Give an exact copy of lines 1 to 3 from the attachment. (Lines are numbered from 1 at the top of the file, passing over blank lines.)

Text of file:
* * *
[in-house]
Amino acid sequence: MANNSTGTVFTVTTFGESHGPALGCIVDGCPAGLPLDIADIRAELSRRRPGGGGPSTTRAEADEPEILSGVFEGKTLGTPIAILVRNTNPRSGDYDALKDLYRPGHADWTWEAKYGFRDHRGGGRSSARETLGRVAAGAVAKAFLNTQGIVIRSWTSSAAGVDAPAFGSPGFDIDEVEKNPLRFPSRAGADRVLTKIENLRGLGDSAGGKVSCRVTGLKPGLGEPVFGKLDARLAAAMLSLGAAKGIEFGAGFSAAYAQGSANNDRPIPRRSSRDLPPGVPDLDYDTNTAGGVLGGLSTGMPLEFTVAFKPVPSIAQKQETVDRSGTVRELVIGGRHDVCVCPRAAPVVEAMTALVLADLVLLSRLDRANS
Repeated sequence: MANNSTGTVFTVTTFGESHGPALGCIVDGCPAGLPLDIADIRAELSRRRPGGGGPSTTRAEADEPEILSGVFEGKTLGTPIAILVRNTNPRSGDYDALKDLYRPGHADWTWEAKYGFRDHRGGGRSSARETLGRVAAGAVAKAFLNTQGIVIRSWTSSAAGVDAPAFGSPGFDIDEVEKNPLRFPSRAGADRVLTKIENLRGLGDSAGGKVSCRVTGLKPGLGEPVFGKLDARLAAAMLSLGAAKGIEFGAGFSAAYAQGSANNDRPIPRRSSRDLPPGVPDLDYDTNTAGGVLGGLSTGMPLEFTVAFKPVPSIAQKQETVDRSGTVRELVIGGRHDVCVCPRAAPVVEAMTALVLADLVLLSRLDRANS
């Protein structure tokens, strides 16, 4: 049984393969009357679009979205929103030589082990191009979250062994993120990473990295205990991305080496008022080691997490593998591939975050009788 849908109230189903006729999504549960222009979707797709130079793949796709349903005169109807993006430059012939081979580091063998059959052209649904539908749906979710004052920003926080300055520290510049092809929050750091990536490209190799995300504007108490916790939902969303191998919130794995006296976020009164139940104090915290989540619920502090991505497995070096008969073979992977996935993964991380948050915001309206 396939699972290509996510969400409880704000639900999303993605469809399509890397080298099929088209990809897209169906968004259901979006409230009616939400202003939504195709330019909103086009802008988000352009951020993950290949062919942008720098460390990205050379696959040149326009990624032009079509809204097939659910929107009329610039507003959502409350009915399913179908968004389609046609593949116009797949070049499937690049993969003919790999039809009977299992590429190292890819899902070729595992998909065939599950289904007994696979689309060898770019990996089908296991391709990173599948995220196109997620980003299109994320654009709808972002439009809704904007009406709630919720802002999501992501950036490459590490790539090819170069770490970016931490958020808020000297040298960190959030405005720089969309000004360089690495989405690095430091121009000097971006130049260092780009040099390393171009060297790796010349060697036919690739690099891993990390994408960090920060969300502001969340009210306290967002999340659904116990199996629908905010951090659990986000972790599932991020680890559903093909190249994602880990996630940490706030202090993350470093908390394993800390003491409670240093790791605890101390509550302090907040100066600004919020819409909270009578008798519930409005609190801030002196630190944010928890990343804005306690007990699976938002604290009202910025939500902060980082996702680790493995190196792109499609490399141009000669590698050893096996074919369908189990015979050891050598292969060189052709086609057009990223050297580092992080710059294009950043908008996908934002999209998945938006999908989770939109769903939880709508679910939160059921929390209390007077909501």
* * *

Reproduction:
[in-house]
Amino acid sequence: MANNSTGTVFTVTTFGESHGPALGCIVDGCPAGLPLDIADIRAELSRRRPGGGGPSTTRAEADEPEILSGVFEGKTLGTPIAILVRNTNPRSGDYDALKDLYRPGHADWTWEAKYGFRDHRGGGRSSARETLGRVAAGAVAKAFLNTQGIVIRSWTSSAAGVDAPAFGSPGFDIDEVEKNPLRFPSRAGADRVLTKIENLRGLGDSAGGKVSCRVTGLKPGLGEPVFGKLDARLAAAMLSLGAAKGIEFGAGFSAAYAQGSANNDRPIPRRSSRDLPPGVPDLDYDTNTAGGVLGGLSTGMPLEFTVAFKPVPSIAQKQETVDRSGTVRELVIGGRHDVCVCPRAAPVVEAMTALVLADLVLLSRLDRANS
Repeated sequence: MANNSTGTVFTVTTFGESHGPALGCIVDGCPAGLPLDIADIRAELSRRRPGGGGPSTTRAEADEPEILSGVFEGKTLGTPIAILVRNTNPRSGDYDALKDLYRPGHADWTWEAKYGFRDHRGGGRSSARETLGRVAAGAVAKAFLNTQGIVIRSWTSSAAGVDAPAFGSPGFDIDEVEKNPLRFPSRAGADRVLTKIENLRGLGDSAGGKVSCRVTGLKPGLGEPVFGKLDARLAAAMLSLGAAKGIEFGAGFSAAYAQGSANNDRPIPRRSSRDLPPGVPDLDYDTNTAGGVLGGLSTGMPLEFTVAFKPVPSIAQKQETVDRSGTVRELVIGGRHDVCVCPRAAPVVEAMTALVLADLVLLSRLDRANS